Thursday, November 3, 2011

Your Eighth Grade English Teacher wasn’t necessarily right.

Let me unpack that a little. If she told you to spell accommodation with two cs and two ms she was right. But if she drummed into you that commas were essential in lists of items, the rules have changed. If you’re shopping for peas, beans and squash, the Oxford comma, which used to be placed after the second last item and before the ‘and’, is now a thing of the past. Don’t add one there. If the list is confusing without one—say you needed to buy peas, macaroni and cheese—rearrange the list. Buy macaroni, peas and cheese.
Languages are living entities, frequently changing. New words come into use, old ones become obsolete. Authors keen to make a good impression on editors and agents, make sure they keep up with the changes.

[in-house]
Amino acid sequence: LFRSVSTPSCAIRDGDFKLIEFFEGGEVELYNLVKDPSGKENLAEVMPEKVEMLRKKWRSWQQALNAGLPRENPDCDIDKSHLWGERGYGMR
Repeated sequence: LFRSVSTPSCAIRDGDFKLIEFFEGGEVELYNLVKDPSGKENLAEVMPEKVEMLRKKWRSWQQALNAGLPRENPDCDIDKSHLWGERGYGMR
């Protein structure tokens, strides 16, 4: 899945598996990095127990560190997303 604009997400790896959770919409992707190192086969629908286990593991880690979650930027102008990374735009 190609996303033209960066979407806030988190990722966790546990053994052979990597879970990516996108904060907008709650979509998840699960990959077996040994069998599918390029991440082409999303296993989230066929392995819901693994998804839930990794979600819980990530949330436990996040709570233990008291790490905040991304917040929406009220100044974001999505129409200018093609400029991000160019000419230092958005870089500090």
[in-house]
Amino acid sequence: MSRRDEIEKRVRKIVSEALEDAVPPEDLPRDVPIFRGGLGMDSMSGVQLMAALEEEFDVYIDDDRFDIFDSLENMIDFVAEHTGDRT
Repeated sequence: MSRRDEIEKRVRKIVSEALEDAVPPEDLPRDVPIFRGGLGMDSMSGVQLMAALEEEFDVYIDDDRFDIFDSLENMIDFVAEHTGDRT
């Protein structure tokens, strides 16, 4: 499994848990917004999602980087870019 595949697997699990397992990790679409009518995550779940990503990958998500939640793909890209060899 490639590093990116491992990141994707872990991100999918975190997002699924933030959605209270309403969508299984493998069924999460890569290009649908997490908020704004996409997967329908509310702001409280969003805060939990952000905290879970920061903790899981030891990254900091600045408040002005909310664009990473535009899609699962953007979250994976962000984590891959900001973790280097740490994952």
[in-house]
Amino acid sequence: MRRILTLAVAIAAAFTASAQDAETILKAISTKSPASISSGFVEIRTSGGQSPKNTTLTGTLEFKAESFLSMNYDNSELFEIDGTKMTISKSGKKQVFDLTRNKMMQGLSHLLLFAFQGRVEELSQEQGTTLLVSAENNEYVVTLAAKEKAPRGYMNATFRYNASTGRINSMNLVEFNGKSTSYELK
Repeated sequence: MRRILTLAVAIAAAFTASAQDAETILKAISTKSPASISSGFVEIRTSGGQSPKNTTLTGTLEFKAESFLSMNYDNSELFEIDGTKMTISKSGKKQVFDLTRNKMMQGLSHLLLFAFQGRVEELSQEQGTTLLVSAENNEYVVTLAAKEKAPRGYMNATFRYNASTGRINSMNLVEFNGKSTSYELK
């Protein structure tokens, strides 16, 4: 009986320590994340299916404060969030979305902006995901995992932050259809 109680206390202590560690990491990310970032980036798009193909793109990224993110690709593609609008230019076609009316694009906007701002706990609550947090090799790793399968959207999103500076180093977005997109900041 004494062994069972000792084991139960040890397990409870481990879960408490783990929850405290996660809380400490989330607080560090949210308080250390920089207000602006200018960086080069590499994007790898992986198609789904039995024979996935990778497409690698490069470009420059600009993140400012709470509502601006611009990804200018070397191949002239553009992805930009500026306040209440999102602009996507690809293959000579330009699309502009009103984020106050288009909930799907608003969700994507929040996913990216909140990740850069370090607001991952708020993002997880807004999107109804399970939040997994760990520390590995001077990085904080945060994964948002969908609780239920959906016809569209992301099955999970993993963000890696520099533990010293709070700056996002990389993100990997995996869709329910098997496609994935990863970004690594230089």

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3 comments:

Amarinda Jones said...

I agree with that - but - and if a comma seems right to an author and the author can justify it then I say go for it ans stuff the style guide. An author has to be true to their style

anny cook said...

Heh. I really had trouble with this when I first started writing. Forty years is a long time to do something and THEN have to change it.

Helen Woodall: Freelance Editing said...

Language is a living organism. Think of the change in the meanings of words such as text (now a verb) and chip (more likely to be silicon than wood or potato).
Helen